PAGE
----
Citing free speech concerns, the Dallas Police Department is changing the way it enforces the city’s panhandling ordinances.
No longer will Dallas police officers issue panhandling citations to people soliciting in public areas such as sidewalks. They will take enforcement action only if they’re violating other laws, such as being disorderly.
“If it’s a First Amendment right, it’s a First Amendment right for everybody,” Police Chief U. Renee Hall told WFAA. She said the city cannot treat the homeless differently than other groups without risking legal action.
Other cities have found themselves on the losing end of lawsuits over similar issues across the nation.
On New Year's Day, police officers received a roll training bulletin directing that they can take enforcement action for panhandling if someone attempts to solicit in the public roadway. Charitable organizations who are authorized to do so by the “local authority” are exempt, according to the bulletin.
DPD's decision is a clear step back from its previous aggressive efforts to fight panhandling on the city's sidewalks in downtown and its entertainment districts.
Councilman Philip Kingston, who represents most of the city’s business district where panhandling is a constant issue, said he was caught off guard last week when WFAA first reported that police were changing panhandling enforcement.
“You don't just make a change like that without consulting council and the public safety committee,” he said. “I feel like this was a surprise.”
Council members were told in a closed-door briefing back in September that there were legal concerns. But Kingston said he and other council members should have been briefed before changes were actually made.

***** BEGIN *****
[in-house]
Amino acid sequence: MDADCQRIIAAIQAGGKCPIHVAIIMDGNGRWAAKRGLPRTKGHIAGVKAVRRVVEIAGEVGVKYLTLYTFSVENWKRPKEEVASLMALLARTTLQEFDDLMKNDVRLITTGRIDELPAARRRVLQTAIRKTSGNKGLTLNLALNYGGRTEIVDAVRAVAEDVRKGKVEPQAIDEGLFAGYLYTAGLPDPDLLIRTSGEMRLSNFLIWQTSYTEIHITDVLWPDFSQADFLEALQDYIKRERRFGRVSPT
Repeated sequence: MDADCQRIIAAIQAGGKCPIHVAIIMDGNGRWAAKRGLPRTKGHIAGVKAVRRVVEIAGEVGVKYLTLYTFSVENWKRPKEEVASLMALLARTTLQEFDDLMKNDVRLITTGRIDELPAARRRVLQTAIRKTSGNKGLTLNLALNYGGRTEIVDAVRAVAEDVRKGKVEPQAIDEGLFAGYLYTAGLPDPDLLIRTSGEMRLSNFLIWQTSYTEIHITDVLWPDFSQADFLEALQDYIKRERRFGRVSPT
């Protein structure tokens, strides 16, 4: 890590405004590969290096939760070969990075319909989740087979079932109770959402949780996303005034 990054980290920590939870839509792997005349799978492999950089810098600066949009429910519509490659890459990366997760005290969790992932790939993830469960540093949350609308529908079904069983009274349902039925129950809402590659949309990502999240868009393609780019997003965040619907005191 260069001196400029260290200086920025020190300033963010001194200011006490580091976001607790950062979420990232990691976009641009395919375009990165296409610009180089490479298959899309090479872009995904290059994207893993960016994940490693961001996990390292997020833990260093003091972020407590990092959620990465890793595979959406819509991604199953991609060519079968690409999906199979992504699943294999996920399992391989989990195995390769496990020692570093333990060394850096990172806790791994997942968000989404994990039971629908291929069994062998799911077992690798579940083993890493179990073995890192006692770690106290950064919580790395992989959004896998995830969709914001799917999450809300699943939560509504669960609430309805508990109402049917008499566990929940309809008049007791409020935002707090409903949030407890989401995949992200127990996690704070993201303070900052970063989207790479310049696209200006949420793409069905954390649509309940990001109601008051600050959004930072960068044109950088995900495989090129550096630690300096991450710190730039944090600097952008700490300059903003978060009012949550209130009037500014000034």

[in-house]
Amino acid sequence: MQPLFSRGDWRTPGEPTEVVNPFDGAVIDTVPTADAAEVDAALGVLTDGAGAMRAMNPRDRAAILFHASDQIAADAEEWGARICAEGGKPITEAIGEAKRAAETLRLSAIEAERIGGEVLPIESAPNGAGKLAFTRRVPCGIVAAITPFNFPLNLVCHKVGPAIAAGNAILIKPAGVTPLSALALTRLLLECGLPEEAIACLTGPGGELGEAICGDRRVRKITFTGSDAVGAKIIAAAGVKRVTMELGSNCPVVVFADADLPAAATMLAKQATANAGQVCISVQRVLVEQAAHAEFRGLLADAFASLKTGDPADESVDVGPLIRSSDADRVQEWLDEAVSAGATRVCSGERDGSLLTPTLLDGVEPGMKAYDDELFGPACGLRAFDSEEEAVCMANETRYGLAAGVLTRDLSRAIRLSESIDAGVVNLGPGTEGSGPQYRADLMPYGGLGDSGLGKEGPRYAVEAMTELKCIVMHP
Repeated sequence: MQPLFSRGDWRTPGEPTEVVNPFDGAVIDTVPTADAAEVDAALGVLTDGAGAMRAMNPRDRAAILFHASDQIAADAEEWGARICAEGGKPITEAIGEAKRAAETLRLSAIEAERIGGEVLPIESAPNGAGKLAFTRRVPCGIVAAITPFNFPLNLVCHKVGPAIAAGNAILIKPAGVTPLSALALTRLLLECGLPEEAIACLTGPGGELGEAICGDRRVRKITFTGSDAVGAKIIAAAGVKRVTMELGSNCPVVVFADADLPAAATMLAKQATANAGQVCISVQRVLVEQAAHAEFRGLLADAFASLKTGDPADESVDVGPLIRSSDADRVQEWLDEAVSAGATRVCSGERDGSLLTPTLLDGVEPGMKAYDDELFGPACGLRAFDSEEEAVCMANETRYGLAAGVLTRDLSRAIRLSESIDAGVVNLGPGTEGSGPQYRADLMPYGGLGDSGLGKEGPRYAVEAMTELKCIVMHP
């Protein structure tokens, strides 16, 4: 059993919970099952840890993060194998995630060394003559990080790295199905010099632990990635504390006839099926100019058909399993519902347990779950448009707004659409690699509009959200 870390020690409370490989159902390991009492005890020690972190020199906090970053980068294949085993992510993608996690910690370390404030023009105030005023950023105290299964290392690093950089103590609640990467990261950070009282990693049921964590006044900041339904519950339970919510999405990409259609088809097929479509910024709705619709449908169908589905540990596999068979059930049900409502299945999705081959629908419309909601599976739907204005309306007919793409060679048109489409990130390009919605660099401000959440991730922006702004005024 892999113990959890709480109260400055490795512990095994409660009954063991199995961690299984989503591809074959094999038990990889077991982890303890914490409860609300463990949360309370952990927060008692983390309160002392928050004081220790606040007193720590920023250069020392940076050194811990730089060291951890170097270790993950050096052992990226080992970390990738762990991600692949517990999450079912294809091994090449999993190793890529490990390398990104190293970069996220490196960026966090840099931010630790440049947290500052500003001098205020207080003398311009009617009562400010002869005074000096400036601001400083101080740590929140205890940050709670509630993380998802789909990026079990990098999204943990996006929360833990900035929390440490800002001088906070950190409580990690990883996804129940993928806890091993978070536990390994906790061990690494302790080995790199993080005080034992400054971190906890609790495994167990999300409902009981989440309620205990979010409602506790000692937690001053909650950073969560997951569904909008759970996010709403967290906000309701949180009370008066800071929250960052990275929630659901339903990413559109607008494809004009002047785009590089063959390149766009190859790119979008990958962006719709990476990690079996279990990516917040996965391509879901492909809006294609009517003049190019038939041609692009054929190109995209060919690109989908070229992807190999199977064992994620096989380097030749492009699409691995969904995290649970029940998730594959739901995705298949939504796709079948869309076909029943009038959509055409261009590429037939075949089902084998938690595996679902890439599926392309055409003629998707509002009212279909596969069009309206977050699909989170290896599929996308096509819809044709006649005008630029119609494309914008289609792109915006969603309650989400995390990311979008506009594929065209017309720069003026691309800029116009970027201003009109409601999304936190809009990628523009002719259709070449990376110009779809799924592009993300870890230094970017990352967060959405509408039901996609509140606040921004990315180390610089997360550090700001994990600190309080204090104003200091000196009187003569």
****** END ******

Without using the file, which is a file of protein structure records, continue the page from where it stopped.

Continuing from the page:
Police officials said what led to the confusion was that a couple of commanders jumped the gun when they sent out emails before the Christmas holiday directing their officers to stop issuing tickets for panhandling.
Mike Mata, president of the Dallas Police Association, was critical of the department’s roll out of the changes.
“We’re once again taking a tool away from officers and we’re leaving officers confused about what they can do and what they can’t do and when they can do it,” he said. “We need specific, clear guidelines about when an officer can write a citation and under what circumstances they can do it.”
He also said the roll bulletin did not answer the question about whether officers write citations under ordinances that prohibited panhandling in certain places such as near gas pumps, ATMS, banks and outdoor dining areas.
“Is that protected speech or is that something we can still enforce?” he said. “It wasn’t addressed in the roll call bulletin or in the memo from the city.”
For years, the city has been trying to crack down on panhandling. It passed a 2007 ordinance that restricted panhandling in certain areas. In 2014, the city passed an ordinance that required anyone wanting to solicit within the City of Dallas to register and obtain a permit. Charitable and non-profit organizations were exempted.
It all comes as the city was expected to soon launch an educational initiative called “Give Right Dallas” to encourage people to give to charitable organizations that help the homeless rather than to panhandlers. The plan was to designate re-purposed parking meters in Deep Ellum, the Forest/Abrams area and Preston Center for people to make donations.
It was slated to start in December but council members raised concerns over the proposed $200,000 cost and a lack of emphasis in downtown and South Dallas.
“People need to get the message that if you’re giving money, you’re creating the problem,” Kingston says. “This panhandling initiative is not fully formed so it makes it appear that we’re backing down from enforcement at the same time we’re treading water with regard to the initiative.”
Either way, it probably won’t make much of a difference to someone like Lamont Lewis.
He is homeless. Deep Ellum is his hangout. He panhandles to feed his habits. He admitted that he does drugs and drinks.
“I dig the rich because I'm poor and when I need some money I gotta come to the rich,” he said.